As to the double scope of Dante
's philosophy we will cite a passage from the Convito
, all the more to our parpose as it will illustrate his own method of allegorizing.
‘Verily the use of our mind is double, that is, practical and speculative, the one and the other most delightful, although that of contemplation be the more so. That of the practical is for us to act virtuously, that is, honorably, with prudence, temperance, fortitude, and justice.
[These are the four stars seen by Dante
, I. 22-27.] That of the speculative is not to act for ourselves, but to consider the works of God and nature. . . . . Verily of these uses one is more full of beatitude than the other, as it is the speculative, which without any admixture is the use of our noblest part. . . . . And this part in this life cannot have its use perfectly, which is to see God, except inasmuch as the intellect considers him and beholds him through his effects.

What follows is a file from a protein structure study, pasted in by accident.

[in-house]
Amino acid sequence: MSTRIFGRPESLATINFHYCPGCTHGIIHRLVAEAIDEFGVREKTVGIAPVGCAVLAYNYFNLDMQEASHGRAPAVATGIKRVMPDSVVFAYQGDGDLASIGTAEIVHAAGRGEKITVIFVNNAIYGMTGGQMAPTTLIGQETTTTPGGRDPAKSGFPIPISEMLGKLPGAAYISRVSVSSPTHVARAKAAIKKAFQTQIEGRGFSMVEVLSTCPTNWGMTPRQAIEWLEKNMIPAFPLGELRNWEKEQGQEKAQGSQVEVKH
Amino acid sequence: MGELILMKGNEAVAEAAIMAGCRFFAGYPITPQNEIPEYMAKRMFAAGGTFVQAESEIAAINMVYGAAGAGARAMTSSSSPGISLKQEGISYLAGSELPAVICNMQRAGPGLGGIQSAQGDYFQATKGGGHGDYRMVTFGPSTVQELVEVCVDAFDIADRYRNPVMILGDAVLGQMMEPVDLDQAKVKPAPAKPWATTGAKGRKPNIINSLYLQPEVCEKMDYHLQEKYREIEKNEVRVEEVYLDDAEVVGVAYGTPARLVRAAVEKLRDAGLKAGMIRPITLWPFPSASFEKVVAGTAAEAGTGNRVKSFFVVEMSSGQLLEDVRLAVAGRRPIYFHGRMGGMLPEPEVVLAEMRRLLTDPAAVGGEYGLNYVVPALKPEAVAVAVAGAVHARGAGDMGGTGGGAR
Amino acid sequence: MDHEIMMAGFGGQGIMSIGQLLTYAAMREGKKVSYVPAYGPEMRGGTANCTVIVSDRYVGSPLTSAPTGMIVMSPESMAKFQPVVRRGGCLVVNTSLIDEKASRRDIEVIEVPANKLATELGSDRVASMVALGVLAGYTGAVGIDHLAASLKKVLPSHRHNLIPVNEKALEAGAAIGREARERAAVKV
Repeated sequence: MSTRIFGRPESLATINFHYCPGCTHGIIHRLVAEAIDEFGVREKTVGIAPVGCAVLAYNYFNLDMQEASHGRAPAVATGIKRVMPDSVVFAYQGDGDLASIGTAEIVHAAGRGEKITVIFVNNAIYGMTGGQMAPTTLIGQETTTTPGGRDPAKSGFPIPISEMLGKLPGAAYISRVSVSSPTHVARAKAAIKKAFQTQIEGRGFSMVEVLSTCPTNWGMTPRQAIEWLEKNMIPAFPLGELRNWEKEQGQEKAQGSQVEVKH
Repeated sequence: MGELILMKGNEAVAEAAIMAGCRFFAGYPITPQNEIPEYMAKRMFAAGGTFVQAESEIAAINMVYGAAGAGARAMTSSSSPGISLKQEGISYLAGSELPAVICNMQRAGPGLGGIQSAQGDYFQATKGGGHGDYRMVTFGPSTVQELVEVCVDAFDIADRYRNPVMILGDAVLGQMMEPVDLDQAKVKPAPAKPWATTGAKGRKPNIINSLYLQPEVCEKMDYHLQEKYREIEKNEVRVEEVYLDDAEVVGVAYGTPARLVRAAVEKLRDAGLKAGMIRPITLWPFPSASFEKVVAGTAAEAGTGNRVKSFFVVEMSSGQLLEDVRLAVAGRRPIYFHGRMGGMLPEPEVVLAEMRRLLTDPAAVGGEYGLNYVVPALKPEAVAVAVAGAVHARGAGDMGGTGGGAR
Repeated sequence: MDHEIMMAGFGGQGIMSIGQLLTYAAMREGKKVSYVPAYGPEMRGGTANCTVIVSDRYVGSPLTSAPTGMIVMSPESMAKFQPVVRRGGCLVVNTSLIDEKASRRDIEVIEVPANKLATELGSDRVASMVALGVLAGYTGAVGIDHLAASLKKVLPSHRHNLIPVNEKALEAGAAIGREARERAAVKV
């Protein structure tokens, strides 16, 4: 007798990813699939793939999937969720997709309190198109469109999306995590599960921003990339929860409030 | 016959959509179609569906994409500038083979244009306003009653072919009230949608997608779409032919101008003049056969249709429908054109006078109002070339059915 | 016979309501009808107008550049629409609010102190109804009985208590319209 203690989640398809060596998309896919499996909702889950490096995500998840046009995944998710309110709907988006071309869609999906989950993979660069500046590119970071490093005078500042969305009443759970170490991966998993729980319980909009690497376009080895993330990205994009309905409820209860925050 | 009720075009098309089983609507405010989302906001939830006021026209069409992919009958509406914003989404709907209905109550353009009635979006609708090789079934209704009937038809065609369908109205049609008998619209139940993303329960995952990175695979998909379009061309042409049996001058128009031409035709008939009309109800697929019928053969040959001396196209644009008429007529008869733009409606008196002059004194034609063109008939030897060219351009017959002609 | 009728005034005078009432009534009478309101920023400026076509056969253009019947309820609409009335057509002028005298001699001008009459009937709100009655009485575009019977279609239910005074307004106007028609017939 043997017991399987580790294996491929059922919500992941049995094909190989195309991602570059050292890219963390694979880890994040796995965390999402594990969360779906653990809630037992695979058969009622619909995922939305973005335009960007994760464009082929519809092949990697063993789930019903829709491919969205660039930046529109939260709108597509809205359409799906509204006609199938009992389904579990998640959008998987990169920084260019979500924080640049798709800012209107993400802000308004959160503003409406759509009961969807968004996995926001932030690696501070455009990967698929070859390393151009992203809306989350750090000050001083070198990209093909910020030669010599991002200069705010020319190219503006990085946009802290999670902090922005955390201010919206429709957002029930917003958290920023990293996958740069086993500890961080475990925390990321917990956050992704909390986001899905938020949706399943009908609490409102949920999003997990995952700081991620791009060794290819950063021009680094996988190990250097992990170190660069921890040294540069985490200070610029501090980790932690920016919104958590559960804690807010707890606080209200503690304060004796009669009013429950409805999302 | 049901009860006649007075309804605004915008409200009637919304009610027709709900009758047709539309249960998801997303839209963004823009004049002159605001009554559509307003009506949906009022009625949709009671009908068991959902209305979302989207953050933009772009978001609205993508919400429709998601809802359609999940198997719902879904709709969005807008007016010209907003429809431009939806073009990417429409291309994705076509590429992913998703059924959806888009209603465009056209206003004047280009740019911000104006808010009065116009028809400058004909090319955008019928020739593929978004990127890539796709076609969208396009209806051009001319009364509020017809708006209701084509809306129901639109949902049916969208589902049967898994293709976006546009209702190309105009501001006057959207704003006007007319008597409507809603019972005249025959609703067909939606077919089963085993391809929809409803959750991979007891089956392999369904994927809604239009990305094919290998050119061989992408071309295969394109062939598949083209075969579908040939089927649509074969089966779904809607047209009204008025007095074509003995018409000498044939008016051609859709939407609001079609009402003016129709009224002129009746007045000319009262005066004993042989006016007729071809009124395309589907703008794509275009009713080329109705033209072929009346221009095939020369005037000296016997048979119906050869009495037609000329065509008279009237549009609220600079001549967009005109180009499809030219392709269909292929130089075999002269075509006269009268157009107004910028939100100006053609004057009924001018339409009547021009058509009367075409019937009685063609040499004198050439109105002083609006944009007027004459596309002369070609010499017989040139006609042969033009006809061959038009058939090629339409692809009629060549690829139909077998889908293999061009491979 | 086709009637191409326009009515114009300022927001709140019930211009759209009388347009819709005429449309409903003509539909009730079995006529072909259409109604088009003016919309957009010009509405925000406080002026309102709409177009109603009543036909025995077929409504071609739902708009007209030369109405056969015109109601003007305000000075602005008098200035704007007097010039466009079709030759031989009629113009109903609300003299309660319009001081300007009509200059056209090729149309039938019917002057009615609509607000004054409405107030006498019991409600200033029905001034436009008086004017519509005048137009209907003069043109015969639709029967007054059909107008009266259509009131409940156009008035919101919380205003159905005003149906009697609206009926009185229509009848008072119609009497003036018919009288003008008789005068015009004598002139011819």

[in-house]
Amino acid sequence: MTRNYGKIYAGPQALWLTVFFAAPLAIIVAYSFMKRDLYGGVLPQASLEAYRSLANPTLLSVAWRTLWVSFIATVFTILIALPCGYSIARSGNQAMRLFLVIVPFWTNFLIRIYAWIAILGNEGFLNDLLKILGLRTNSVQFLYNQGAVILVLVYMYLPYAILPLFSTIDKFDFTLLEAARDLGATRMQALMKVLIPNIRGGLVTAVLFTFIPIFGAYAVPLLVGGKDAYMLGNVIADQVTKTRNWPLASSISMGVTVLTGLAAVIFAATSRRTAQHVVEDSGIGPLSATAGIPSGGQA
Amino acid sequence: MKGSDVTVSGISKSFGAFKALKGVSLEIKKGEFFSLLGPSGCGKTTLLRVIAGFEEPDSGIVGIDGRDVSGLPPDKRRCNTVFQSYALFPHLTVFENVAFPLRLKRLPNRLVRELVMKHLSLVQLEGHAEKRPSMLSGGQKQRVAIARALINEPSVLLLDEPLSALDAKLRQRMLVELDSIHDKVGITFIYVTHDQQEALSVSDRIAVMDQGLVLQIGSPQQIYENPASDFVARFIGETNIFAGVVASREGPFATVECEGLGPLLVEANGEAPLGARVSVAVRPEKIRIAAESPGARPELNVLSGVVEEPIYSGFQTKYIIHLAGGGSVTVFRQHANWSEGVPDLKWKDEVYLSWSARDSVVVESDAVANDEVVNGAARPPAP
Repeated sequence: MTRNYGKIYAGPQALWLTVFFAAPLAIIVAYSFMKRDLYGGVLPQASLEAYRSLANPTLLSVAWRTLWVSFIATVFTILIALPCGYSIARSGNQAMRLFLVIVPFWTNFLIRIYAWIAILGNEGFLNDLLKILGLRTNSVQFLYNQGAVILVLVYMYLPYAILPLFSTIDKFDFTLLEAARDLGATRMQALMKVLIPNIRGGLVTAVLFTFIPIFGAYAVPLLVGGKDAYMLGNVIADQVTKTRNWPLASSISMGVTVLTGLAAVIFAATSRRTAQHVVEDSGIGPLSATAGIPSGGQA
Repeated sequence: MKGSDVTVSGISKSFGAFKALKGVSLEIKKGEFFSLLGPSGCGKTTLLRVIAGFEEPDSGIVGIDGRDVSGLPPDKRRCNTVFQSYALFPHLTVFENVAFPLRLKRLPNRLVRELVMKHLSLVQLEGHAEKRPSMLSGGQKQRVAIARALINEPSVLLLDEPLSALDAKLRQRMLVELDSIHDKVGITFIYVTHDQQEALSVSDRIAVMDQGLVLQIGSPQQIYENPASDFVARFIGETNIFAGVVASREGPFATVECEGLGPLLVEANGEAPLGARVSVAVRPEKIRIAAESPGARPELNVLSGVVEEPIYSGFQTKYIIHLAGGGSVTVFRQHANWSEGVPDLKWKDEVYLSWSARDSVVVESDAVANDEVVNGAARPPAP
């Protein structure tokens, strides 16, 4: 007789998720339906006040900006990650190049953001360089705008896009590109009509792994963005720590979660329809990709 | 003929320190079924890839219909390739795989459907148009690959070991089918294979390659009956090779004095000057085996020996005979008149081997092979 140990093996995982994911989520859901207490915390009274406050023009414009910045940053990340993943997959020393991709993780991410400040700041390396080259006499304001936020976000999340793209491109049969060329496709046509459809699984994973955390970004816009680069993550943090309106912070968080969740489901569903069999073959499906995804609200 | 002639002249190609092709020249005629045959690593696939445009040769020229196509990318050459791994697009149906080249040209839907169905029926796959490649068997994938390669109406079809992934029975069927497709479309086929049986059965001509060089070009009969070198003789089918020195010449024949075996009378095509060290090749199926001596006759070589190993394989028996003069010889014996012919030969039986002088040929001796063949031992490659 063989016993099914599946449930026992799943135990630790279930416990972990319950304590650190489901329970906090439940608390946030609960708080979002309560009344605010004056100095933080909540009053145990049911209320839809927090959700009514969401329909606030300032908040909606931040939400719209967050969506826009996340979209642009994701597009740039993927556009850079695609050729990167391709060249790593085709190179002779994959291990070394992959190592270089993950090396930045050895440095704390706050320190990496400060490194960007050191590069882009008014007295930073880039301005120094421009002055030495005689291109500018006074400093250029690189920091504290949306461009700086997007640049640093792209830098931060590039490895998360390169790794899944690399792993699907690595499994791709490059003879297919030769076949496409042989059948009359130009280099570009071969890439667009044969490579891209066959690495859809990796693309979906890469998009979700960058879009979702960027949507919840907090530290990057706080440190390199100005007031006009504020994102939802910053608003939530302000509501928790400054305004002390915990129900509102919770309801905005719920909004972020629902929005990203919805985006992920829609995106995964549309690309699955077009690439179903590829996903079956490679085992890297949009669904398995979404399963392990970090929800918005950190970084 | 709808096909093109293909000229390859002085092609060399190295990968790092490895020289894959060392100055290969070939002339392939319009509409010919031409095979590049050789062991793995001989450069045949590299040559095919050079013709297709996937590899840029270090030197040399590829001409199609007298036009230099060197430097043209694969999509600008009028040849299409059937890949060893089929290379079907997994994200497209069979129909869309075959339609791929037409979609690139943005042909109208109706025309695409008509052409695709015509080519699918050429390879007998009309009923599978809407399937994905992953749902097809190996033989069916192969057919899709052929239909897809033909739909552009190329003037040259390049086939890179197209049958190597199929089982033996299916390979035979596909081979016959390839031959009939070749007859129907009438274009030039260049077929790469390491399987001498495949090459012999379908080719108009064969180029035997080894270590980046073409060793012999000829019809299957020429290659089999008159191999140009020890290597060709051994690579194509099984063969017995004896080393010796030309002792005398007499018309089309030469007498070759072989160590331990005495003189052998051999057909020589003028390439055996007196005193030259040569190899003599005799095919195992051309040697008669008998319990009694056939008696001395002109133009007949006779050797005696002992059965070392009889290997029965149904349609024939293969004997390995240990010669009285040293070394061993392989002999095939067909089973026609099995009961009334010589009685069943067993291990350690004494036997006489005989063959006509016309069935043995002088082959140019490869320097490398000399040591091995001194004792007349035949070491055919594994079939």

And that we should seek this beatitude as the highest, and not the other, the Gospel of Mark teaches us if we will look well.
Mark says that Mary Magdalene
, Mary the mother of James, and Mary Salome
went to find the Saviour at the tomb and found him not, but found a youth clad in white who said to them, “Ye seek the Saviour, and I say unto you that he is not here; and yet fear ye not, but go and say unto his disciples and Peter that he will go before them into Galilee, and there ye shall see him even as he told you.”
By these three women may be understood the three sects of the active life, that is, the Epicureans, the Stoics, and the Peripatetics, who go to the tomb, that is, to the present life, which is a receptacle of things corruptible, and seek the Saviour, that is, beatitude, and find him not, but they find a youth in white raiment, who, according to the testimony of Matthew and the rest, was an angel of God.
This angel is that nobleness of ours which comes ’